Rethinking College Writing Instruction

How to confuse writing students

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Suppose your skating coach told you to try skating with your laces tied, would you do it? You’d know enough not to attempt it.

In freshman comp, instructors often set up a situation that quietly sabotages learning the way tied laces would, but the students don’t realize they’re being set up to fail. They attempt to comply with the instructors but their learning goes slowly. Some then blame themselves for being stupid.

I’ve described this in many places, but will repeat it with the ice-skating image in mind.

Writing is a two-tier, or two-level skill. We all know that, but we don’t apply it when we teach. Writing is NOT one thing, but two things, in a hierarchy. The first skill is sentence construction, that is, the writing down of good and solid sentences. The second skill is the arrangement of those solid sentences into an essay, letter, term-paper or report. Without those solid sentences, no essay or report is possible.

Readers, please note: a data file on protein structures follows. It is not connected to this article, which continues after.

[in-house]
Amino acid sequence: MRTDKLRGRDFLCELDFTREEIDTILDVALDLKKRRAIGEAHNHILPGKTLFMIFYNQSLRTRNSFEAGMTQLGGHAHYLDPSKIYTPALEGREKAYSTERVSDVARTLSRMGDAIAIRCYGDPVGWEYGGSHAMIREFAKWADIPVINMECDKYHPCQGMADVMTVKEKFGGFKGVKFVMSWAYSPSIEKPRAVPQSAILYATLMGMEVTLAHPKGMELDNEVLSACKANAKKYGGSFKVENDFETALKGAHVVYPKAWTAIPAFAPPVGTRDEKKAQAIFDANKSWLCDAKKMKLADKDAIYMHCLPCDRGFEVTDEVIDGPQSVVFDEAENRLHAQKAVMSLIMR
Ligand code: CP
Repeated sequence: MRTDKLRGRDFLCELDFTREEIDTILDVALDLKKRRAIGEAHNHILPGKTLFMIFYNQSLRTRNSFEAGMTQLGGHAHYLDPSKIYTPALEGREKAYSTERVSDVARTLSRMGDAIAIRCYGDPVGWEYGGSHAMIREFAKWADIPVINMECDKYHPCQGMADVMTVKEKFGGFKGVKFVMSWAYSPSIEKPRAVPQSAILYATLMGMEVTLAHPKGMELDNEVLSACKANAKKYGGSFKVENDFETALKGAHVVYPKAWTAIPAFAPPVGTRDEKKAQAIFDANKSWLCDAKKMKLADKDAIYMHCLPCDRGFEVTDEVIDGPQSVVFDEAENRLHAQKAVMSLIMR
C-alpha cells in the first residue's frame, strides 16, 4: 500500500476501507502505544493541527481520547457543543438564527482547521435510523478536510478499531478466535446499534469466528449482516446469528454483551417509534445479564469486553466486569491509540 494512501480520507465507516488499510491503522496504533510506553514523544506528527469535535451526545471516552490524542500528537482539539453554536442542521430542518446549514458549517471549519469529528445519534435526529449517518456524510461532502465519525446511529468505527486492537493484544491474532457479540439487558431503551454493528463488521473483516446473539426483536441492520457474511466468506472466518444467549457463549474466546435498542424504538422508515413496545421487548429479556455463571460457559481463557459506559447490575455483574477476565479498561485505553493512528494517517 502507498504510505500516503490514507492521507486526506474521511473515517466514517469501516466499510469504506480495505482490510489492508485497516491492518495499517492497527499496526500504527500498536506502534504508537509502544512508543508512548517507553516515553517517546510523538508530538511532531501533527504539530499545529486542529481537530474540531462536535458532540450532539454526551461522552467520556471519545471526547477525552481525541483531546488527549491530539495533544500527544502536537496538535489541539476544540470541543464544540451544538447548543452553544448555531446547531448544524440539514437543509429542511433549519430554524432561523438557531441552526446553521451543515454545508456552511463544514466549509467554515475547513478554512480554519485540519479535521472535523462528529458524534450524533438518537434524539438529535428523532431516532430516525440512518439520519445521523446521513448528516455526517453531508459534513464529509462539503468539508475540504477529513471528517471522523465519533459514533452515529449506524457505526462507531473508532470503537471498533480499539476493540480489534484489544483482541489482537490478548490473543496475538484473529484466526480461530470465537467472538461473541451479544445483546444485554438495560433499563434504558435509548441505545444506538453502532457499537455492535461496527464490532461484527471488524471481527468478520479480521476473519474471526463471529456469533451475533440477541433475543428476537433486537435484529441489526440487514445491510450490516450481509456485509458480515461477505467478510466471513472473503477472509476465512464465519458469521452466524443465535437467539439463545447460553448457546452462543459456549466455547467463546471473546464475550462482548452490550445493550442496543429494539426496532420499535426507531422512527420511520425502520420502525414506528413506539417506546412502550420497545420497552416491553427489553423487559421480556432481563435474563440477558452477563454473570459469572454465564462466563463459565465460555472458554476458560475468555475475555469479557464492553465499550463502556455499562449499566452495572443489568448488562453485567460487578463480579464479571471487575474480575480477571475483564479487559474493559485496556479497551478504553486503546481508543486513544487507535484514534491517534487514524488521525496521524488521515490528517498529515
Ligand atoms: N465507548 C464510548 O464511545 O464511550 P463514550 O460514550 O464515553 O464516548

The two skills are related, closely related for that matter, but they are not the same. Sentences–they’re one thing. Essays–though they require sentences as building blocks–they are arrangements of sentences.

Teachers who ignore the difference, and jump around from one to the other, produce confusion in their students. Since these are two different skills, they should be taught separately. Sentence writing should be taught as its own topic. Essay writing (the arrangement of sentences) should be taught as its own topic. It’s obvious which skill comes first.

Forty years ago, before open admissions to community colleges, etc, no one showed up in college writing bad sentences, fragments or run-ons. Those students did not need much, if any, sentence instruction. But today students write incompetent sentences and can’t see them nor fix them. Given this fact, sentences must be covered.

But don’t stir instruction about sentences into a comp course willy-nilly, whenever you’re inspired. Doing that is confusing, especially to the students who really don’t understand the basics of sentences and have to master them. All the sentence instruction should come first. Whatever you have to say about writing sentences should be taught as its own unit, early in the course. That way the slower students who need the material most have a chance to learn.

Jumbling sentence instruction into a course any old way just makes things so much harder. It’s a burden like having your skate laces tied together. Don’t do it.

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John G. Maguire
307 Market Street, #306
Lowell MA 01852
maguirejohn@comcast.net
978-761-4515